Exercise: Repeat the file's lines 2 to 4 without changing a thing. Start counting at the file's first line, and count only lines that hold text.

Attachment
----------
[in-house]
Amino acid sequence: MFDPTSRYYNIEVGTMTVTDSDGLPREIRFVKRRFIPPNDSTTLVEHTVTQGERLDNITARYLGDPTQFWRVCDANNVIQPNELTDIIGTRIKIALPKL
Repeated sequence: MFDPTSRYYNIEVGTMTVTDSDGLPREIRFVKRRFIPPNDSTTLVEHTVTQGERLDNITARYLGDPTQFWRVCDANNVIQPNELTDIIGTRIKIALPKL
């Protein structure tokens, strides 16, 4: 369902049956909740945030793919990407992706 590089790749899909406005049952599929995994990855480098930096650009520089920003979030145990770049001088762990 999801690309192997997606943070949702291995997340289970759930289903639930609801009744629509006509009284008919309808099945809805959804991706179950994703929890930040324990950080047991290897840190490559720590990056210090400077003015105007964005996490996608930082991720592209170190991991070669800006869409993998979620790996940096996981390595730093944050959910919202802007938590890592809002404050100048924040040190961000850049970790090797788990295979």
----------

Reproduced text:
Amino acid sequence: MFDPTSRYYNIEVGTMTVTDSDGLPREIRFVKRRFIPPNDSTTLVEHTVTQGERLDNITARYLGDPTQFWRVCDANNVIQPNELTDIIGTRIKIALPKL
Repeated sequence: MFDPTSRYYNIEVGTMTVTDSDGLPREIRFVKRRFIPPNDSTTLVEHTVTQGERLDNITARYLGDPTQFWRVCDANNVIQPNELTDIIGTRIKIALPKL
């Protein structure tokens, strides 16, 4: 369902049956909740945030793919990407992706 590089790749899909406005049952599929995994990855480098930096650009520089920003979030145990770049001088762990 999801690309192997997606943070949702291995997340289970759930289903639930609801009744629509006509009284008919309808099945809805959804991706179950994703929890930040324990950080047991290897840190490559720590990056210090400077003015105007964005996490996608930082991720592209170190991991070669800006869409993998979620790996940096996981390595730093944050959910919202802007938590890592809002404050100048924040040190961000850049970790090797788990295979």